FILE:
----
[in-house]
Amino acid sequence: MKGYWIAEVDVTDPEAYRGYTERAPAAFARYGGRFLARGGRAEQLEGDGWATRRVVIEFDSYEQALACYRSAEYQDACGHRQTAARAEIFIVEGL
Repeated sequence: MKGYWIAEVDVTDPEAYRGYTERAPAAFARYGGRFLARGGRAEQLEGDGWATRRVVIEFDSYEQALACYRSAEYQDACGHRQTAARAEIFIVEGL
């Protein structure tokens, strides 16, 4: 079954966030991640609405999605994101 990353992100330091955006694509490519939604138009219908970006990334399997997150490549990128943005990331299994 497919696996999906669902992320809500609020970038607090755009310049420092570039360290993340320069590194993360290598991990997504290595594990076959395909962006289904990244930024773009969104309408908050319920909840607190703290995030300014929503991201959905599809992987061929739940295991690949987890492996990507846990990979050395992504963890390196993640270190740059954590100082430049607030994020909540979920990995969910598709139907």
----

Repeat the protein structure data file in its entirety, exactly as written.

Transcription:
[in-house]
Amino acid sequence: MKGYWIAEVDVTDPEAYRGYTERAPAAFARYGGRFLARGGRAEQLEGDGWATRRVVIEFDSYEQALACYRSAEYQDACGHRQTAARAEIFIVEGL
Repeated sequence: MKGYWIAEVDVTDPEAYRGYTERAPAAFARYGGRFLARGGRAEQLEGDGWATRRVVIEFDSYEQALACYRSAEYQDACGHRQTAARAEIFIVEGL
């Protein structure tokens, strides 16, 4: 079954966030991640609405999605994101 990353992100330091955006694509490519939604138009219908970006990334399997997150490549990128943005990331299994 497919696996999906669902992320809500609020970038607090755009310049420092570039360290993340320069590194993360290598991990997504290595594990076959395909962006289904990244930024773009969104309408908050319920909840607190703290995030300014929503991201959905599809992987061929739940295991690949987890492996990507846990990979050395992504963890390196993640270190740059954590100082430049607030994020909540979920990995969910598709139907």